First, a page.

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Diagnosis and management of acute gout.
Med Health R I 2009; 92(11):356-8MH

Abstract

A definitive diagnosis of acute gout is made by detection of monosodium urate crystals in the synovial fluid of an inflamed joint. However, when this is not feasible a clinical diagnosis can sometimes be made with reasonable accuracy. The mainstays of acute gout management are colchicine, NSAIDs, and systemic or intra-articular corticosteroids. NSAIDs are preferable to colchicine because of their more favorable side effect profile. Successful treatment occurs with the prompt initiation of high dose short half-life NSAIDS. Since many patients with gout have comorbidites that preclude the use of NSAIDS or colchicine, systemic corticosteroids are commonly used to treat acute gouty arthritis. Intra-articular injections are appropriate in the setting of mono- or oligoarticular involvement. Adequate duration of anti-inflammatory therapy and careful patient education are essential elements of successful therapy for acute gout. Evaluation and management of hyperuricemia should be undertaken when all symptoms of acute gout are resolved and the patient is stable on daily prophylaxis with NSAIDs or colchicine.

Authors+Show Affiliations

Roger Williams Medical Center, USA.No affiliation info available

Pub Type(s)

Journal Article
Review

Language

eng

PubMed ID

19999893

Citation

Conway, Nazli, and Stuart Schwartz. "Diagnosis and Management of Acute Gout." Medicine and Health, Rhode Island, vol. 92, no. 11, 2009, pp. 356-8.
Conway N, Schwartz S. Diagnosis and management of acute gout. Med Health R I. 2009;92(11):356-8.
Conway, N., & Schwartz, S. (2009). Diagnosis and management of acute gout. Medicine and Health, Rhode Island, 92(11), pp. 356-8.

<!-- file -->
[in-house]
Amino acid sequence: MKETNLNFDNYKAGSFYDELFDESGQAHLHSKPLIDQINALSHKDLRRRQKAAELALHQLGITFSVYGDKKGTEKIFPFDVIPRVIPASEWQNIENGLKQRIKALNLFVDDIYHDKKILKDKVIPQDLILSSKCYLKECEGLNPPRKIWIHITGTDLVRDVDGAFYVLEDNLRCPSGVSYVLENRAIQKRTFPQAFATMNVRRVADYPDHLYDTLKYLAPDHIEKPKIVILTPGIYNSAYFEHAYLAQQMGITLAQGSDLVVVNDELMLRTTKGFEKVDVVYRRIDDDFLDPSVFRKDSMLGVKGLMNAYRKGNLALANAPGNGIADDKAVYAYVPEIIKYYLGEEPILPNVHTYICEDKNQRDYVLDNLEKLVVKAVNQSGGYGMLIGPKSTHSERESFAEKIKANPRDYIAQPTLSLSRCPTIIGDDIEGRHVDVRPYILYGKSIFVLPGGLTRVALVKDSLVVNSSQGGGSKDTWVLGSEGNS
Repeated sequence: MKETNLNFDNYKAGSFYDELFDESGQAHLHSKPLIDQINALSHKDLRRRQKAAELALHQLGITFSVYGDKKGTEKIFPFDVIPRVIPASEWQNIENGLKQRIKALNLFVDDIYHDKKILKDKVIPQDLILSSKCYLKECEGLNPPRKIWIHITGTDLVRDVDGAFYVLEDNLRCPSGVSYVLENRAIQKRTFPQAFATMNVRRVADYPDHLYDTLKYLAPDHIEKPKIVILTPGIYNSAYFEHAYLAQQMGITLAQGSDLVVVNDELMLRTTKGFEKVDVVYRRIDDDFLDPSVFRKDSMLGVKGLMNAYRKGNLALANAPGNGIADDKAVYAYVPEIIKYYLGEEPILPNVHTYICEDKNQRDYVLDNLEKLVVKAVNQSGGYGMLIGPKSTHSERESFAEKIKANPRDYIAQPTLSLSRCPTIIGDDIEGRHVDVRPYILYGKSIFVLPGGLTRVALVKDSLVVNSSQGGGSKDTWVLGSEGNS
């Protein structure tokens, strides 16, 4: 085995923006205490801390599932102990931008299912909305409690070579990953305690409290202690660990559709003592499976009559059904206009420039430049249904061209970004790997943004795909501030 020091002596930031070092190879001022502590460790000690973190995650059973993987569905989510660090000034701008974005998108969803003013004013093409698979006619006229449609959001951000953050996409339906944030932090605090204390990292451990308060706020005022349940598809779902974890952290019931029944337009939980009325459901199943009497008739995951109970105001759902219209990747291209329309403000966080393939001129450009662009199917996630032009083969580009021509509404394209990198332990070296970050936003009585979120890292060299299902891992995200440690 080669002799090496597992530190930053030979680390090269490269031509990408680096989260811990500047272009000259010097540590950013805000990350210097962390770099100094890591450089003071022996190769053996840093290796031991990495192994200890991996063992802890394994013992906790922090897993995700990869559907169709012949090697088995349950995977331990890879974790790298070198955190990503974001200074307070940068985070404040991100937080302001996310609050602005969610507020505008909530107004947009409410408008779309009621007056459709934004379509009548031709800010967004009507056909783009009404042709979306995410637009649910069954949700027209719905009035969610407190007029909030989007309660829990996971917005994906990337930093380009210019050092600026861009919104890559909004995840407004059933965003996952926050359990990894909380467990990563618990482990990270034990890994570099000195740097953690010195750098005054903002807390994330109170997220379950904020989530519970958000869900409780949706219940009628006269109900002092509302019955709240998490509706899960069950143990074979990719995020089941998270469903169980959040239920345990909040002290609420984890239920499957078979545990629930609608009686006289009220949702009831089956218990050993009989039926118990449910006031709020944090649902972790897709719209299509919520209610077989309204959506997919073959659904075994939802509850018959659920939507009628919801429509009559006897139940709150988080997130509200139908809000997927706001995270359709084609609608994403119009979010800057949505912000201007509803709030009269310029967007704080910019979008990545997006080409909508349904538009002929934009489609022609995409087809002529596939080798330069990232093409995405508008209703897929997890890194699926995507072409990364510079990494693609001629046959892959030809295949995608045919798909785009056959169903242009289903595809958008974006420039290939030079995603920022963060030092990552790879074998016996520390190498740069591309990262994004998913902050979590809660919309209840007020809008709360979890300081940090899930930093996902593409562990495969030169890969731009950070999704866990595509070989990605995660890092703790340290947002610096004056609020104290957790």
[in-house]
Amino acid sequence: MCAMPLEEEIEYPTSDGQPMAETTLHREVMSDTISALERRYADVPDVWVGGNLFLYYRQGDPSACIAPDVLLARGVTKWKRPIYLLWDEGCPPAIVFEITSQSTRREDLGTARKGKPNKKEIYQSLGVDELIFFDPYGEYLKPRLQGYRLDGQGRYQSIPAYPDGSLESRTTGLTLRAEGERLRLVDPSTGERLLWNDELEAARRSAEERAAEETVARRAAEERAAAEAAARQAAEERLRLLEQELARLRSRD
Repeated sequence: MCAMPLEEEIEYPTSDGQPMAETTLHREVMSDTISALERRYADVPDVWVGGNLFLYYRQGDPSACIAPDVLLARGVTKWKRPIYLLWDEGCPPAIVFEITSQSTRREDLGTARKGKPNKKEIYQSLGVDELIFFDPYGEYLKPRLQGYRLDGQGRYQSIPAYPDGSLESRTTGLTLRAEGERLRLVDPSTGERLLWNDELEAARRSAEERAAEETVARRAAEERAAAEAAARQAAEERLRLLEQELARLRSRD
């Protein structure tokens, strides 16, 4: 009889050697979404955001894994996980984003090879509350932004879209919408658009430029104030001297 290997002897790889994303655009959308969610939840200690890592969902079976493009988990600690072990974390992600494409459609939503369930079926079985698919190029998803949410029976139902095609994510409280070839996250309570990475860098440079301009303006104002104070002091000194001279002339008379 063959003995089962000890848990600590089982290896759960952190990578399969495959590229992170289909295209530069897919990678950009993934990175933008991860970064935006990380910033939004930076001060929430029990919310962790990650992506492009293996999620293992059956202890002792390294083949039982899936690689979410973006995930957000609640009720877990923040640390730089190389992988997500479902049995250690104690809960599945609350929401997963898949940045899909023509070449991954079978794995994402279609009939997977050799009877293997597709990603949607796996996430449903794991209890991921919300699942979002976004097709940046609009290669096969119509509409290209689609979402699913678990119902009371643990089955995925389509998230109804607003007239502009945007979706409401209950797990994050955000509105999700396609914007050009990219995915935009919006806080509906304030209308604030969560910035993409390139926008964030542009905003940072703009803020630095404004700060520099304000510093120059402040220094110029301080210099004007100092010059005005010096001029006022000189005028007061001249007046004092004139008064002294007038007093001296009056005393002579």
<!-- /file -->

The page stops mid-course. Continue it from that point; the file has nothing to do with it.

Conway N, Schwartz S. Diagnosis and Management of Acute Gout. Med Health R I. 2009;92(11):356-8. PubMed PMID: 19999893.
* Article titles in AMA citation format should be in sentence-case
TY - JOUR T1 - Diagnosis and management of acute gout. AU - Conway,Nazli, AU - Schwartz,Stuart, PY - 2009/12/17/entrez PY - 2009/12/17/pubmed PY - 2010/1/22/medline SP - 356 EP - 8 JF - Medicine and health, Rhode Island JO - Med Health R I VL - 92 IS - 11 N2 - A definitive diagnosis of acute gout is made by detection of monosodium urate crystals in the synovial fluid of an inflamed joint. However, when this is not feasible a clinical diagnosis can sometimes be made with reasonable accuracy. The mainstays of acute gout management are colchicine, NSAIDs, and systemic or intra-articular corticosteroids. NSAIDs are preferable to colchicine because of their more favorable side effect profile. Successful treatment occurs with the prompt initiation of high dose short half-life NSAIDS. Since many patients with gout have comorbidites that preclude the use of NSAIDS or colchicine, systemic corticosteroids are commonly used to treat acute gouty arthritis. Intra-articular injections are appropriate in the setting of mono- or oligoarticular involvement. Adequate duration of anti-inflammatory therapy and careful patient education are essential elements of successful therapy for acute gout. Evaluation and management of hyperuricemia should be undertaken when all symptoms of acute gout are resolved and the patient is stable on daily prophylaxis with NSAIDs or colchicine. SN - 1086-5462 UR - https://www.unboundmedicine.com/medline/citation/19999893/Diagnosis_and_management_of_acute_gout_ L2 - https://medlineplus.gov/gout.html DB - PRIME DP - Unbound Medicine ER -